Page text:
By: Friedrich Seiltgen

Most Gunpowder readers are familiar with the 1983 Christmas film “A Christmas Story.” Every Christmas, millions view the movie and watch the adventures of Ralphie Parker and his little brother Randy. When asked what he wants for Christmas, Ralphie has his wish down pat. “An official Red Ryder Carbine action, 200 shot, range model air rifle with a compass in the stock, and this thing that tells time.”

The response to Ralphie’s Christmas wish is always, say it with me folks, “You’ll shoot your eye out!” Now Christmas Story fans can buy the official Daisy Christmas Wish Red Ryder BB Gun at Walmart!

The actual “Ralphie Special” never existed as a production gun. It was a combination of the Red Ryder and the Buck Jones Special. Six Ralphie rifles were produced for the film. After filming, one of the guns went to Peter Billingsley (Ralphie), one to the film archives, and the rest to production team members.

I remember getting a Daisy BB Gun for Christmas when I was eight. After I was forced to read the owner’s manual front to back (thank you, Pops!), we set up a shooting range in the basement. Air rifles are a wonderful way to introduce youngsters to the shooting sports.

In 1886, the Plymouth Iron Windmill Company near Detroit had been producing windmills for four years. The company came close to liquidating in 1888, however, a premium item given to windmill buyers was about to change that. The “Chicago” Air rifle was made almost entirely of wood by the Markham air rifle company of Plymouth, Michigan. Plymouth Windmill founder Clarence Hamilton started producing a model out of metal. After firing the new metal rifle, Plymouth Windmill Company manager Lewis Cass Hough stated, “That’s a daisy.” The air rifle became a hit with Windmill buyers, and they were more interested in the air rifle gift than the Windmills.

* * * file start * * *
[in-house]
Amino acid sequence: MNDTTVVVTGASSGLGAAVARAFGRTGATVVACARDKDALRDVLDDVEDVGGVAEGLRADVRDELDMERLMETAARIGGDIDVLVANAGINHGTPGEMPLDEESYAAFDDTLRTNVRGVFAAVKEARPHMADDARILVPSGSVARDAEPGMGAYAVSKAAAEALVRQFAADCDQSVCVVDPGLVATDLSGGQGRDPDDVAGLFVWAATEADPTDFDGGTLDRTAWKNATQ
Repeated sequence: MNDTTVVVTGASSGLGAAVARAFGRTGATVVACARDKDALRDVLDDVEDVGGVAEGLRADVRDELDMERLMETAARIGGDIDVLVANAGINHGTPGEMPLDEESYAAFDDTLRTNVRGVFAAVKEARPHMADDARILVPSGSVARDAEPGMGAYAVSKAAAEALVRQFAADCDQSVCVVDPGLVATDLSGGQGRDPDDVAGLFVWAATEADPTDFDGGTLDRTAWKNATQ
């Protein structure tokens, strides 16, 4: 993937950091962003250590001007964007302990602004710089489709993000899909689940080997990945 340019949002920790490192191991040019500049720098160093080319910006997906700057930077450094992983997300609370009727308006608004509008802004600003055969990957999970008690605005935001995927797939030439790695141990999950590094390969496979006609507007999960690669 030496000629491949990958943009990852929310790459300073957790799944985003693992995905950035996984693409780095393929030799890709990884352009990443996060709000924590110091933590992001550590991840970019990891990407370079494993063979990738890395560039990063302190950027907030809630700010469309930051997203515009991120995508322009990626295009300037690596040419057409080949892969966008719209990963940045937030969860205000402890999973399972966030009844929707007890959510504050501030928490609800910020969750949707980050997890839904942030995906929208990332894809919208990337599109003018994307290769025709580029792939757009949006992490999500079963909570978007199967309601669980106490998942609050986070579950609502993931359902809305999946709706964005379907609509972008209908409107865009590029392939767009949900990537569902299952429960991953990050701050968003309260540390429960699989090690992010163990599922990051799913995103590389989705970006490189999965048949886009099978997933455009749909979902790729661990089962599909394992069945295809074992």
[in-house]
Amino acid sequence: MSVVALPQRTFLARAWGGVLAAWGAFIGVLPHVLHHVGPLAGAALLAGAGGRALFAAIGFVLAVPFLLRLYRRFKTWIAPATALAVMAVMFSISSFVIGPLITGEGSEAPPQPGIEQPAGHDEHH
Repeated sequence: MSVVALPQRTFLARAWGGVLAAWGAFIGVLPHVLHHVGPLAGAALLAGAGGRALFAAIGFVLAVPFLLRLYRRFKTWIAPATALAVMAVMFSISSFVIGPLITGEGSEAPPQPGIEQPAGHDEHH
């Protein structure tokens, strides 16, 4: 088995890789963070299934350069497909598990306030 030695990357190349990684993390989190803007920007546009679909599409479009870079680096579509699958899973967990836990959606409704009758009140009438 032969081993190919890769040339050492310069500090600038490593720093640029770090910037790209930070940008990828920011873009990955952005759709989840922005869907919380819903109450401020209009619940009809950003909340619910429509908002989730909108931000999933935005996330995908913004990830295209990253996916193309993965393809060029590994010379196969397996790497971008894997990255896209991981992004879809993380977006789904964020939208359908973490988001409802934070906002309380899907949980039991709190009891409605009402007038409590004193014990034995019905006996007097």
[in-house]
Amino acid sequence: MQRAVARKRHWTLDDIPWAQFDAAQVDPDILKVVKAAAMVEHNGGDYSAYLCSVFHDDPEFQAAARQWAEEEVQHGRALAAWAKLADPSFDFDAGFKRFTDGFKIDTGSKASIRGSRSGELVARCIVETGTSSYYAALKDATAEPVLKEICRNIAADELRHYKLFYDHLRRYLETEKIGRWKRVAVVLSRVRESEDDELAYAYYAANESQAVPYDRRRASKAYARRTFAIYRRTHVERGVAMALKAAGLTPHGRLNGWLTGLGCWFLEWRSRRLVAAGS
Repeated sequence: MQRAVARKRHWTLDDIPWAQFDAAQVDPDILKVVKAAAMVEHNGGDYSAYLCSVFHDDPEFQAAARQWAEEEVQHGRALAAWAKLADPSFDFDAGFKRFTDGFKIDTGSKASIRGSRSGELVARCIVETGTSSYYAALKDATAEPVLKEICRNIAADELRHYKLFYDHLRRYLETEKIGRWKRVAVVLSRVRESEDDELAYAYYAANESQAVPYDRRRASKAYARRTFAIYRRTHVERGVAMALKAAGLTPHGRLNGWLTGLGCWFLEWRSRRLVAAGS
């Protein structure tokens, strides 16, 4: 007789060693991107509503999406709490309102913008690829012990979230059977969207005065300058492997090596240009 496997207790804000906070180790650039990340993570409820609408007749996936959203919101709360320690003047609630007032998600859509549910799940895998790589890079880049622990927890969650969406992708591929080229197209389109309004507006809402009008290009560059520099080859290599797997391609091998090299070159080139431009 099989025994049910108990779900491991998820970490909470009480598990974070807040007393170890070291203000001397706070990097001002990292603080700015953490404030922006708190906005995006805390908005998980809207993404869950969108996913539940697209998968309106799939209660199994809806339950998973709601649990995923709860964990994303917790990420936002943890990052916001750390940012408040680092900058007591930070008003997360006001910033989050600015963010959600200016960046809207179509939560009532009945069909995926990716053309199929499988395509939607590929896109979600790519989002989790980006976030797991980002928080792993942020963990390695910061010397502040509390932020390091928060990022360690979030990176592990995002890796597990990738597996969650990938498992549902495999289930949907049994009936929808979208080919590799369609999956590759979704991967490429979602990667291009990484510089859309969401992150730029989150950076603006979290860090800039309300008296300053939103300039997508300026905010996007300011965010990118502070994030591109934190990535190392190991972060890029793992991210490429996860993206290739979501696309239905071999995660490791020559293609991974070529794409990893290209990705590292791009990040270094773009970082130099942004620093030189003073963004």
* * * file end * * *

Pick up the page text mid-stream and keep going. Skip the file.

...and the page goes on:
By 1890, the Plymouth Windmill Company, with its 25 employees, were producing 50,000 guns a year, which were sold within a 100-mile radius of the factory. By 1895, the Plymouth got out of the windmill business, changed its name to Daisy Manufacturing Company, and never looked back!

The War Years

During WWII, Daisy, like other manufacturing companies, was prohibited from using steel for non-essential items and helped out the war effort by producing several defense items. Cass Hough would ultimately end up as Daisy’s chief and was considered a war hero. He served 38 months with the 8thAir Force in England as director of technical operations. He deployed to England and brought with him the new and untested P-38 Lightning. Cass worked out the bugs the aircraft had and would ultimately get the P-38 into top form. Ten of Hough’s revamped P-38s went into battle and shot down 16 out of 25 Messerschmidt’s to only one loss. For his work on the P-38 program, Cass received the Air Medal, Legion of Merit, and The Distinguished Flying Cross.

If you are ever in Rogers, Arkansas, be sure to stop by the Daisy Air Rifle Museum. They have a wonderful collection of classic air rifles and the history behind them. While you’re there, you can purchase one of their limited edition models, like the 80thanniversary Red Ryder rifle!

For those of you serious Christmas Story Fans, take a trip to the Christmas Story House and Museum! It’s located at 3159 W 11th St, Cleveland, Ohio. This is the actual house where the movie was filmed, and the owner purchased one of the original guns used in the movie for $10,000 at auction! It’s one of Cleveland’s top attractions. They also have an extensive gift shop where you can purchase Christmas Story memorabilia. And yes! they even have the Leg Lamp for sale!

That’s all for now folks! Please keep sending in your questions, tips, and article ideas. And as always – “Let’s Be Careful Out There.”

Friedrich Seiltgen is a retired Master Police Officer with 20 years of service with the Orlando Police Department. He conducts training in Lone Wolf Terrorism, Firearms, First Aid, Active Shooter Response, and Law Enforcement Vehicle Operations in Florida. His writing has appeared in The Counter Terrorist Magazine, Homeland Security Today and The Journal of Counterterrorism & Homeland Security International. Contact him at [email protected].

Photo: By User: Mavarin, CC BY-SA 3.0,